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Port Royal, Jamaica, and the Slave Trade
David A. Johnson
Thesis: December 2000
Chair: Dr. Kevin J. Crisman
Nautical Archaeology Program
In the eighteenth century, the British Empire rose to an eminent role in transatlantic slave trade. British ships are thought to have transported more individuals into bondage during this century than in any other period in the history of human existence. Arguably the wealthiest city in the British colonies of the New World, Port Royal, Jamaica, was an important center of the maritime slave trade. This thesis concerns the role of the slave trade in the maritime community of Port Royal during the later half of the seventeenth century and the early eighteenth century, a time when Port Royal was at its commercial peak and the British slave trade was undergoing its greatest development.
Primary and secondary sources provide a basis for understanding the conduct of the slave trade in Port Royal. Primary documents, which include official records, personal accounts, correspondence, probate inventories, wills and records of deeds and grants, reveal information beyond census and the volume of the trade. These documents afford the opportunity to study Port Royal's slave trade on an individual level. The documents record the various participants in the trade, such as slaves, traders and purchasers, agencies and agents, and investors, so that relationships and roles can be assessed and the nature and conduct of the trade can be interpreted.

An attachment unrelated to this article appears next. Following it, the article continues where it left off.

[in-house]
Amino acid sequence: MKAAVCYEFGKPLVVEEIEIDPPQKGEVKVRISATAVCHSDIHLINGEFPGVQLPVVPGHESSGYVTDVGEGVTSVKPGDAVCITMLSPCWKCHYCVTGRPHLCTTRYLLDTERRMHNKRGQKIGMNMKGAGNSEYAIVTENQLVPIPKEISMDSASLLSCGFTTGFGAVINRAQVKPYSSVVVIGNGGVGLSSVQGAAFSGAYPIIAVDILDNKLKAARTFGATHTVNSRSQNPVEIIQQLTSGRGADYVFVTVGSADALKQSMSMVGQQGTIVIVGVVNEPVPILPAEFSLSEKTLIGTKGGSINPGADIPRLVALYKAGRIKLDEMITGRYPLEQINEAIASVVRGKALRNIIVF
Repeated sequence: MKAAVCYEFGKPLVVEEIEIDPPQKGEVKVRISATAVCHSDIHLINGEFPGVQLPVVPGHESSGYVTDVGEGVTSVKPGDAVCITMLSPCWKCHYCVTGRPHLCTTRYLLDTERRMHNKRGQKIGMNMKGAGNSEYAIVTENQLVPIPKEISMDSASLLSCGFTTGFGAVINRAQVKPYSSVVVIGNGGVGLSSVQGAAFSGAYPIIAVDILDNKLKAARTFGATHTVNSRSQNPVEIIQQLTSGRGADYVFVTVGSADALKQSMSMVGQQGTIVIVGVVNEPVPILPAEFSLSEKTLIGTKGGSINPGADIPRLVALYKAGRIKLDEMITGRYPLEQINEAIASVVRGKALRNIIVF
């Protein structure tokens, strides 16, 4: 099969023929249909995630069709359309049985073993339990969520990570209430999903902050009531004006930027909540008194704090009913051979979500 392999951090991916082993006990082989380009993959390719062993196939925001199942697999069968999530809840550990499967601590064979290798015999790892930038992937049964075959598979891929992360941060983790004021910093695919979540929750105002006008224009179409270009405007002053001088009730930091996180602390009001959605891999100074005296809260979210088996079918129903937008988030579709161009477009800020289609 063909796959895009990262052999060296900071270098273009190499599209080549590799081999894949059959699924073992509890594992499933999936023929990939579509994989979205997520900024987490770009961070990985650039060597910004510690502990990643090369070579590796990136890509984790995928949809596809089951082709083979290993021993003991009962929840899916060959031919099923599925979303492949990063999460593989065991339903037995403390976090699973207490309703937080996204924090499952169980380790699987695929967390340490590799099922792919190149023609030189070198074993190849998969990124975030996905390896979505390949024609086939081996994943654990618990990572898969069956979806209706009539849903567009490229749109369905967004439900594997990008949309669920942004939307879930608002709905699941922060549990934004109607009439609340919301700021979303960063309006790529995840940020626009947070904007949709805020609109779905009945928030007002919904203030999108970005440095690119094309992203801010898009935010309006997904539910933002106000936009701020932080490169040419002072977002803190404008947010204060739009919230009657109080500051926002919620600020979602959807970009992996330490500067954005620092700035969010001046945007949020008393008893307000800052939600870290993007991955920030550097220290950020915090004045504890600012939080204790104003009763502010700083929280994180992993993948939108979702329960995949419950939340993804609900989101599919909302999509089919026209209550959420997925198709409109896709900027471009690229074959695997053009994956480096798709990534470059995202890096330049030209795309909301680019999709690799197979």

Underwater excavation of the ship Henrietta Marie has yielded a significant representative collection of the slave trade's material culture. Wrecked at the turn of the eighteenth century in the Florida Keys, Henrietta Marie had just quit Port Royal after off-loading her human cargo. The artifact collection of shackles, ship's equipment and trade goods represents the trappings of the maritime slave trade. Particularly, the shackles are a grim reminder of the trade's more brutal aspects. Comparative analysis of this collection with shackles from other sites reveals the role of these devices in the slave trade.
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